Over the course of the next two weeks we visited many schools, singing, dancing, and loving all the children we encountered. Though it was a place of complete poverty, I will never forget the joy that these children had. They were quite literally living in and off of filth, some of the worst living conditions you can imagine, and yet I had never experienced an amount of joyfulness quite like theirs. It was contagious but also convicting. Another important experience of note was during one of our visits to a somewhat local church, we were given the opportunity to hand out Bibles to pre-selected members of the congregation. Bibles are very hard to find in the Ugandan language so it was a miracle we had any to give out at all. And while we were handing them out, the people receiving them began to jump and dance in the aisles, raising shouts of joy to the Lord with no music but the chorus of the congregation joining in celebration with them. Let me emphasize this, these people were throwing a dance party over just the prospect of holding a Bible in their hands. The average American has two Bibles in their home, but yet we dread making time to spend with God on the daily. We have been given the greatest gift in freedom of religion and the ability to have the easiest access to the Word of God yet we treat it as if it is not that valuable. This struck me really hard. Now this is not to condemn anyone reading this but simply to make us think, if these people can find joy in the worst conditions, and in the simplest of things, why can we not be more joyful with the immense amount of things God has blessed us with in America?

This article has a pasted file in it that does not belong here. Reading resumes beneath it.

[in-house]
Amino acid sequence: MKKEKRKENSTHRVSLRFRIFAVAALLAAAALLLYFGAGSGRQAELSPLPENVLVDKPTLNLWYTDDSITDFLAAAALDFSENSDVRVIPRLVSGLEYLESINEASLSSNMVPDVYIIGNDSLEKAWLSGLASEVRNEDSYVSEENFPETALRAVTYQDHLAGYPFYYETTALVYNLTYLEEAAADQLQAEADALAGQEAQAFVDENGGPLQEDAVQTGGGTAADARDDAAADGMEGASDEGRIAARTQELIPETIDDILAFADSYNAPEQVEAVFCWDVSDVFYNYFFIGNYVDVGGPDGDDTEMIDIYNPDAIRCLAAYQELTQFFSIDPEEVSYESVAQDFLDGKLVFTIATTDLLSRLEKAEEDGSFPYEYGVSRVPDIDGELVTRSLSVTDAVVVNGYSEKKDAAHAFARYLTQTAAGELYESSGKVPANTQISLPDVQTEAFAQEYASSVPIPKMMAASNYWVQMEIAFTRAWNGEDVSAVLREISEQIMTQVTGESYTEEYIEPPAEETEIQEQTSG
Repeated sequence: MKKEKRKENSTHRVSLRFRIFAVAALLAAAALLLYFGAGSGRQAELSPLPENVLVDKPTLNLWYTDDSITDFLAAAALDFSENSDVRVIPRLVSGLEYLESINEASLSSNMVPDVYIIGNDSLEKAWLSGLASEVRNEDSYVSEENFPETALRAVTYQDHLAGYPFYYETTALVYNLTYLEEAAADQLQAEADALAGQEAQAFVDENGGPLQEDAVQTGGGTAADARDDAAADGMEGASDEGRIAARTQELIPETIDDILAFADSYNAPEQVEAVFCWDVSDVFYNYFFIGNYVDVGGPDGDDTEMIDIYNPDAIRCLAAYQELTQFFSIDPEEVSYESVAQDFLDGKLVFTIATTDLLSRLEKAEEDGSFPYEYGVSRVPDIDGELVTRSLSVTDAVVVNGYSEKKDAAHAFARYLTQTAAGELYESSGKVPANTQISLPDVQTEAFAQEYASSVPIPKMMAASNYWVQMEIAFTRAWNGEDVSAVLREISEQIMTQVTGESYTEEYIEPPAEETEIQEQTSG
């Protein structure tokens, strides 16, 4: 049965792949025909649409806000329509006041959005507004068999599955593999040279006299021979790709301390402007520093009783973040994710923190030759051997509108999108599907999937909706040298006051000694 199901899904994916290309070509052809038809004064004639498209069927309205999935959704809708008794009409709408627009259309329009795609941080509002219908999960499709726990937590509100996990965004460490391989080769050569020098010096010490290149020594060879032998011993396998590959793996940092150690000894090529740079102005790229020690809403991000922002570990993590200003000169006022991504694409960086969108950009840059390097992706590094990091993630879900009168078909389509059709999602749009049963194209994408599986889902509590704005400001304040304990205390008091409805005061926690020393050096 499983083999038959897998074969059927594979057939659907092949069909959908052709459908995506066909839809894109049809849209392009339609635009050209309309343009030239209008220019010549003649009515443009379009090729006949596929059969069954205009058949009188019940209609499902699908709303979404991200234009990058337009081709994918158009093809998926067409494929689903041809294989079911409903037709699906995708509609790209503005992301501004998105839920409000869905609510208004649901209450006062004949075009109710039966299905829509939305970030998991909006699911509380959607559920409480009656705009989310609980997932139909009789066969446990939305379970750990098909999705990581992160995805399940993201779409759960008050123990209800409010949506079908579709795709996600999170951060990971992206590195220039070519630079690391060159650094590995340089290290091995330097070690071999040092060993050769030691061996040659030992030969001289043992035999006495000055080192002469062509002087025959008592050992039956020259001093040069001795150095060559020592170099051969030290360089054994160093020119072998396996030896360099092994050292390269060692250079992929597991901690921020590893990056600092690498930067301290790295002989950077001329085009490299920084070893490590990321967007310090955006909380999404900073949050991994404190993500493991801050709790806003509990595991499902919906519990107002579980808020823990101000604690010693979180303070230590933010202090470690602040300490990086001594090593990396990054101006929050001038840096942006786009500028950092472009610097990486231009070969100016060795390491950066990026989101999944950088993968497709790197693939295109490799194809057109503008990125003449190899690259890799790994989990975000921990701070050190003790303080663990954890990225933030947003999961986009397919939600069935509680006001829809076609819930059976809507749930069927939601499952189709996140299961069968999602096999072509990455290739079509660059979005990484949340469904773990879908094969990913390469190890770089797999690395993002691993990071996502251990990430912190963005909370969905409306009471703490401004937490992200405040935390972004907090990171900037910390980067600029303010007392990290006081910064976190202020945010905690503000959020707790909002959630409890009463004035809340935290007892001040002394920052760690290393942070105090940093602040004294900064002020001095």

Some of the other once in a lifetime experiences included: getting to ride in the van with thirty chickens at our feet that we would later give to families in need, and going on a real life African safari where we had to walk with night guards past 7pm because of the free roam the animals had in the area. One of our nightguards was very serious but took to telling us stories from the years he had worked there, one being, and I quote, “There was an anaconda who was eating a child, and I had to save the child.” What a way to encourage people to stay there, am I right? But nevertheless seeing those animals, God’s creation, roaming free in their natural habitat was an experience I will never forget. While there are so many things I can say about this trip, I will quote the motto which I was taught by the team there that truly expresses the unity we felt and the unity God desires for His church:

            “I am because We Are. We Are because I am.”

            This trip taught me to be comfortable in who God had made me to be, in a lifestyle so simple, it became so clear to me how complicated we make everything when it comes to relationship with Jesus. But ultimately God tells us the two greatest commandments are to “love the Lord your God with all your heart, soul, and mind. And to love your neighbor as yourself.” (Matthew 22:37-39)

            Trip #2: